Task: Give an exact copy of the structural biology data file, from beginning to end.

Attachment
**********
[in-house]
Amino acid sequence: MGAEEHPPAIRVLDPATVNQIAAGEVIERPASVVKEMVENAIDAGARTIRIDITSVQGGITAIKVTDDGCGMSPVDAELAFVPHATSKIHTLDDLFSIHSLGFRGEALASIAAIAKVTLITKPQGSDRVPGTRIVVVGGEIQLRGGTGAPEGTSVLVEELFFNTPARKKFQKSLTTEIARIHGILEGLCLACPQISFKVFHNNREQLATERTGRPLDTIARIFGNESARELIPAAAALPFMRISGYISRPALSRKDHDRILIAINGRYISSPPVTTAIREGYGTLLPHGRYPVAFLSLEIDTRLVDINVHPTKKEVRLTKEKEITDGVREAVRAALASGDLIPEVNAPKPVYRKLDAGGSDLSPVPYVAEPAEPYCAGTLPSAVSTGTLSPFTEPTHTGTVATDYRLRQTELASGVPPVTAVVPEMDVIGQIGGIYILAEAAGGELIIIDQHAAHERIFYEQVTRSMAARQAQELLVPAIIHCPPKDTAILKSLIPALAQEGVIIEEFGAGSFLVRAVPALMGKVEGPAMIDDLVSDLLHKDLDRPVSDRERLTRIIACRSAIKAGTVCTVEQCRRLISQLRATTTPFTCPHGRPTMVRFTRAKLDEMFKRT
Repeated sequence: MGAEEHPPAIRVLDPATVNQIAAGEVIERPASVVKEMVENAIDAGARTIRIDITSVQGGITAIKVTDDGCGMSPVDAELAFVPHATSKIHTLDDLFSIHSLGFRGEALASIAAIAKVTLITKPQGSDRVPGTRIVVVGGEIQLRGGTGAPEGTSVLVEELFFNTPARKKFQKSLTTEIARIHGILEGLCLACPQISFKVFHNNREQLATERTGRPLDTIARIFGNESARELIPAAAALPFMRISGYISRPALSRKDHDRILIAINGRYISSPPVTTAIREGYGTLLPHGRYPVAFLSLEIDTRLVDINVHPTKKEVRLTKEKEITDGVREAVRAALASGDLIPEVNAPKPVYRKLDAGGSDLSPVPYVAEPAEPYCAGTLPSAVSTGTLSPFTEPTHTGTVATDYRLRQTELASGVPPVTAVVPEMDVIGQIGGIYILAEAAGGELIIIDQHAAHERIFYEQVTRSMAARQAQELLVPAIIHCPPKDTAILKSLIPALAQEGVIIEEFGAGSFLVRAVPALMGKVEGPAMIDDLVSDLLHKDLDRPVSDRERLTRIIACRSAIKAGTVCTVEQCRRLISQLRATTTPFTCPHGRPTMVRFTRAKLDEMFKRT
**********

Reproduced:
[in-house]
Amino acid sequence: MGAEEHPPAIRVLDPATVNQIAAGEVIERPASVVKEMVENAIDAGARTIRIDITSVQGGITAIKVTDDGCGMSPVDAELAFVPHATSKIHTLDDLFSIHSLGFRGEALASIAAIAKVTLITKPQGSDRVPGTRIVVVGGEIQLRGGTGAPEGTSVLVEELFFNTPARKKFQKSLTTEIARIHGILEGLCLACPQISFKVFHNNREQLATERTGRPLDTIARIFGNESARELIPAAAALPFMRISGYISRPALSRKDHDRILIAINGRYISSPPVTTAIREGYGTLLPHGRYPVAFLSLEIDTRLVDINVHPTKKEVRLTKEKEITDGVREAVRAALASGDLIPEVNAPKPVYRKLDAGGSDLSPVPYVAEPAEPYCAGTLPSAVSTGTLSPFTEPTHTGTVATDYRLRQTELASGVPPVTAVVPEMDVIGQIGGIYILAEAAGGELIIIDQHAAHERIFYEQVTRSMAARQAQELLVPAIIHCPPKDTAILKSLIPALAQEGVIIEEFGAGSFLVRAVPALMGKVEGPAMIDDLVSDLLHKDLDRPVSDRERLTRIIACRSAIKAGTVCTVEQCRRLISQLRATTTPFTCPHGRPTMVRFTRAKLDEMFKRT
Repeated sequence: MGAEEHPPAIRVLDPATVNQIAAGEVIERPASVVKEMVENAIDAGARTIRIDITSVQGGITAIKVTDDGCGMSPVDAELAFVPHATSKIHTLDDLFSIHSLGFRGEALASIAAIAKVTLITKPQGSDRVPGTRIVVVGGEIQLRGGTGAPEGTSVLVEELFFNTPARKKFQKSLTTEIARIHGILEGLCLACPQISFKVFHNNREQLATERTGRPLDTIARIFGNESARELIPAAAALPFMRISGYISRPALSRKDHDRILIAINGRYISSPPVTTAIREGYGTLLPHGRYPVAFLSLEIDTRLVDINVHPTKKEVRLTKEKEITDGVREAVRAALASGDLIPEVNAPKPVYRKLDAGGSDLSPVPYVAEPAEPYCAGTLPSAVSTGTLSPFTEPTHTGTVATDYRLRQTELASGVPPVTAVVPEMDVIGQIGGIYILAEAAGGELIIIDQHAAHERIFYEQVTRSMAARQAQELLVPAIIHCPPKDTAILKSLIPALAQEGVIIEEFGAGSFLVRAVPALMGKVEGPAMIDDLVSDLLHKDLDRPVSDRERLTRIIACRSAIKAGTVCTVEQCRRLISQLRATTTPFTCPHGRPTMVRFTRAKLDEMFKRT